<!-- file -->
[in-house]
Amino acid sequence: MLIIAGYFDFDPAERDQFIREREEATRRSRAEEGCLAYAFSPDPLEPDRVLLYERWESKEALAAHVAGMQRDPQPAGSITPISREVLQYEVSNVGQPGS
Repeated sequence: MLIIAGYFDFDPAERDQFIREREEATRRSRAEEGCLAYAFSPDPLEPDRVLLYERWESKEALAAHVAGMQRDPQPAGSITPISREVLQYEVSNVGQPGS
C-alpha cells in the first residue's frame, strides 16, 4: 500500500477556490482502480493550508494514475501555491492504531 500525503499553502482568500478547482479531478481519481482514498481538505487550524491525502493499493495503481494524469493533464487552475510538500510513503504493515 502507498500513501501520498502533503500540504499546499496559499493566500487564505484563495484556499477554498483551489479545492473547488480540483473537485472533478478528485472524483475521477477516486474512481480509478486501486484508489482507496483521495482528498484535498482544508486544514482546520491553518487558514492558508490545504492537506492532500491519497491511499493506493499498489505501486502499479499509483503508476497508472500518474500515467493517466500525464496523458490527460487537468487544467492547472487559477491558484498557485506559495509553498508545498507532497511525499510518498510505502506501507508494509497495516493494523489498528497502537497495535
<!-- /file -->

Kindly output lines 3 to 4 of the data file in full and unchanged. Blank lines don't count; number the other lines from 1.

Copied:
Repeated sequence: MLIIAGYFDFDPAERDQFIREREEATRRSRAEEGCLAYAFSPDPLEPDRVLLYERWESKEALAAHVAGMQRDPQPAGSITPISREVLQYEVSNVGQPGS
C-alpha cells in the first residue's frame, strides 16, 4: 500500500477556490482502480493550508494514475501555491492504531 500525503499553502482568500478547482479531478481519481482514498481538505487550524491525502493499493495503481494524469493533464487552475510538500510513503504493515 502507498500513501501520498502533503500540504499546499496559499493566500487564505484563495484556499477554498483551489479545492473547488480540483473537485472533478478528485472524483475521477477516486474512481480509478486501486484508489482507496483521495482528498484535498482544508486544514482546520491553518487558514492558508490545504492537506492532500491519497491511499493506493499498489505501486502499479499509483503508476497508472500518474500515467493517466500525464496523458490527460487537468487544467492547472487559477491558484498557485506559495509553498508545498507532497511525499510518498510505502506501507508494509497495516493494523489498528497502537497495535